The geology of the area traversed by Charles Sturt’s Central Australian Expedition has been documented in a touring guide written by experienced geologists Bob Brown and Nancy Vickery.
In some detail, travellers to the region can follow the maps and descriptions of the guide to learn and experience yet another fascinating aspect to visitation in the Corner Country. This particular tour also takes in Silverton.
From the guide, “Sturt’s expedition to discover the mythical great inland sea of the hitherto poorly explored Australian continent arrived in the Broken Hill area from Adelaide via Menindee in 1845. The party of men, oxen, sheep, horses and the whaleboat which was to be used for expeditions on the inland sea camped on Stephens Creek (east of what is now Broken Hill) whilst exploring the Barrier Range to the north. The party finally set off to the northwest, crossing the range and then heading northward. A number of large watercourses draining westward from the Barrier Range provided welcome water sources for the thirsty men and animals.
The explorers arrived at a large waterhole on what is now known as Depot Glen in early summer. Hot, dry conditions resulted in the party remaining in this camp for more than 6 months before they set off on further exploration to the north. The party hastily retreated to Menindee in December 1845 after suffering one casualty and enduring unbelievable hardships. Although they failed to discover any inland sea, they were successful in acquiring knowledge on the conditions and geography of this remote region. It was to be almost 15 years before other explorers reached this area, and a further 20 years before the alluvial gold riches of the area about Sturt’s Depot Glen base were discovered.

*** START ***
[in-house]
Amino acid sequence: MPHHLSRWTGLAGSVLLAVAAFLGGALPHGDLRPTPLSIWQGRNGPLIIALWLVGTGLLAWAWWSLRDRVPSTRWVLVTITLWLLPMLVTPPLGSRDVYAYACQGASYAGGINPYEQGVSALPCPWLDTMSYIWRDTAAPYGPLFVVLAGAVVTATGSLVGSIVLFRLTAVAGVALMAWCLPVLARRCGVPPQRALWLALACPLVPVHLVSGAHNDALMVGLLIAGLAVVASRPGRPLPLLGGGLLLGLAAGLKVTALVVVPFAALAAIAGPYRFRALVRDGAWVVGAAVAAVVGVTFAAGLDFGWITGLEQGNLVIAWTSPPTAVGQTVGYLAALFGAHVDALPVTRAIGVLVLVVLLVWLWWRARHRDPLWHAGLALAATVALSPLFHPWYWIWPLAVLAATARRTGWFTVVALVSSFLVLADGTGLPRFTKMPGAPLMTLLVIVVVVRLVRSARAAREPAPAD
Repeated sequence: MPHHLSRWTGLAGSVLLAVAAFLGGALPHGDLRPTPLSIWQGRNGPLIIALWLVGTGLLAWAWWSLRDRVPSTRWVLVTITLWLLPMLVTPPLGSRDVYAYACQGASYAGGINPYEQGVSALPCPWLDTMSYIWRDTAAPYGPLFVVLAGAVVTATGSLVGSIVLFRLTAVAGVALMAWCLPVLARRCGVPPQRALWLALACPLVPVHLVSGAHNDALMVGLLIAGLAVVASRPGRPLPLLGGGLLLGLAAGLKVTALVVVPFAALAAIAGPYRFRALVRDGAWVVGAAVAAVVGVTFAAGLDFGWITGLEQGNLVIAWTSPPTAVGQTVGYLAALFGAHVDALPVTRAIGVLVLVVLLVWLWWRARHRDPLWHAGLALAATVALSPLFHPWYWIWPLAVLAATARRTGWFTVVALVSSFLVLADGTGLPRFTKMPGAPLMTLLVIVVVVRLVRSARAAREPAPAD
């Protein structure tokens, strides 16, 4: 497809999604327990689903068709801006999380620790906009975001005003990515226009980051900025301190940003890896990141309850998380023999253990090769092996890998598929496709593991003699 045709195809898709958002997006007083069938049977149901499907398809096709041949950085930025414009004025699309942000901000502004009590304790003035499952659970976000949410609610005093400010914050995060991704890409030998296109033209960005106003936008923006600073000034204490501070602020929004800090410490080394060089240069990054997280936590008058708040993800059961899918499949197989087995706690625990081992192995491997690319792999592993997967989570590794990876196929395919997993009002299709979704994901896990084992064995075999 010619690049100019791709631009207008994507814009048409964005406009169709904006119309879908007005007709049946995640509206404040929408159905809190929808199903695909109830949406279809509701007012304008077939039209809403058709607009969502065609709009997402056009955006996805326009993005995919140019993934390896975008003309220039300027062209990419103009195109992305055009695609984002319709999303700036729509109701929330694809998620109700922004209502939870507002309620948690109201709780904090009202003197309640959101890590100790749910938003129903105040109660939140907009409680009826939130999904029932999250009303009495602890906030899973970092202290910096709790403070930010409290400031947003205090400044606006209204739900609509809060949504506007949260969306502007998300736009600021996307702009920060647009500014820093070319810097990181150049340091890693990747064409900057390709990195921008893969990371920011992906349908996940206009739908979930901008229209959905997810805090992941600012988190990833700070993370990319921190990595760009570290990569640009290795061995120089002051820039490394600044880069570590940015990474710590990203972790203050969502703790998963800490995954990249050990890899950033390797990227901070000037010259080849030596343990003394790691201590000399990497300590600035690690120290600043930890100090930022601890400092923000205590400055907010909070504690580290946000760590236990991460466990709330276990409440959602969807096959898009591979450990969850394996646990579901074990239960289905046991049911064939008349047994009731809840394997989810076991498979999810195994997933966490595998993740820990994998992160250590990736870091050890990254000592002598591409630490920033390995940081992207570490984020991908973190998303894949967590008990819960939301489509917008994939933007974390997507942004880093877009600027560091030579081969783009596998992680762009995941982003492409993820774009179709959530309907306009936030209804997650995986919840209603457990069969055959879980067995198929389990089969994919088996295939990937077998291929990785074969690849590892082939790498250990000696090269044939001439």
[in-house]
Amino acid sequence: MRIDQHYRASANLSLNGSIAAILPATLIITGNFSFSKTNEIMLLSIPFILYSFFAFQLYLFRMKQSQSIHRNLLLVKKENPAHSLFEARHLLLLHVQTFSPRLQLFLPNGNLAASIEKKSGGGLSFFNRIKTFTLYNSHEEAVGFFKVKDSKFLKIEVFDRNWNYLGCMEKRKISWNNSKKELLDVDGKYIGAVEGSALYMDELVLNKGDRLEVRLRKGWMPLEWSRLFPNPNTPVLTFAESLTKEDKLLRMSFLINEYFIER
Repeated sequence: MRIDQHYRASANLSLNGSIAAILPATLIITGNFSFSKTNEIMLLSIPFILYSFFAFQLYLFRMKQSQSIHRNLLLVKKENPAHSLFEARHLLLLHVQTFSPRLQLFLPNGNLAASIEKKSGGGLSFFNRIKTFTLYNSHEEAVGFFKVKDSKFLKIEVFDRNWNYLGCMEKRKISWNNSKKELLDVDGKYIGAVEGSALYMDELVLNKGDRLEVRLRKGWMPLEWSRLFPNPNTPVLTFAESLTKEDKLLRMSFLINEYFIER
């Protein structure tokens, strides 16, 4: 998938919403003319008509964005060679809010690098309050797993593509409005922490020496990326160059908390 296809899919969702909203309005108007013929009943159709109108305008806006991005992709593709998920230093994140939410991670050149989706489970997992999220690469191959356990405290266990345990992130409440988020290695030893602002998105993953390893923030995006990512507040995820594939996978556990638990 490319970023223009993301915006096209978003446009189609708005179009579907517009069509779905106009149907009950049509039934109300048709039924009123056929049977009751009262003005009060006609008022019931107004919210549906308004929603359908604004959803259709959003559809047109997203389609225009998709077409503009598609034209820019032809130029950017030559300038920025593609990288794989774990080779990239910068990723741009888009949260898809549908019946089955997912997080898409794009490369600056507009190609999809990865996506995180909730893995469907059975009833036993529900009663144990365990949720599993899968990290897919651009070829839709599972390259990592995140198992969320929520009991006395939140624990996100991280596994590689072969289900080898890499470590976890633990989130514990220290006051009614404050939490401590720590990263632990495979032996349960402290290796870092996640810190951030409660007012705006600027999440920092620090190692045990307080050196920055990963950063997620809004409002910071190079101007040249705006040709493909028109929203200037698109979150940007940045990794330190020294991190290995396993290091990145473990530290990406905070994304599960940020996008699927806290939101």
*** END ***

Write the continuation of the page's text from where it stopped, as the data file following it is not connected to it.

This geological drive is a reference for those modern explorers who chose to follow the approximate path of Sturt’s expedition. Although it is not feasible to closely follow Sturt’s overland route, a number of gravel roads pass in reasonably close proximity to his passage to and from Depot Glen. The guide provides some insight into the general geology and landforms of the route between Silverton, through Wilangee, Mount Woowoolahra, McDougalls Well, Pine View, Sanpah, Pine Ridge, Yelka, Pimpara Lake, Pincally, Mount Shannon, Mount Browne and finally, Milparinka.
The route is promoted as Sturt’s Steps which is in accordance with a tourism initiative of the Milparinka Heritage and Tourism Association.
The terminology used in the guide is aimed at the layman, although some scientific jargon is inescapable. The route described here comprises gravel roads with local sand drifts, numerous gates, generally no surface water, no commercial fuel outlets, and few, scattered homesteads. Some of these isolated properties offer accommodation or camping. A reliable, appropriate vehicle with an adequate fuel supply is necessary to safely undertake the journey. Adequate food and water, first aid equipment, spare tyres, and emergency communication (satellite phone, UHF radio) are essential. Conventional mobile phones are useless here.
The reward for making the journey is great. The road travels through isolated, largely flat terrain which is dominated by seemingly endless gibber plains and sand dunes. Steep, high ranges of ancient rocks emerge from the plains abruptly, creating awesome backdrops. Mesa-like hills appear in places, capped with tough, erosion-resistant rocks. Camping along the few large creeks or amongst the well vegetated dunes is memorable for the scenery, peace and quiet, and wildlife. Most graziers in this region are welcoming, knowledgeable about their patch of Australia, and replete with tales of the outback. This is a memorable drive which will take you into a part of Sturt’s world, which despite the passing of more than 150 years, retains much of the character and scenery that those hardy explorers would have experienced.
The full Sturt’s Steps geological guide can be downloaded here.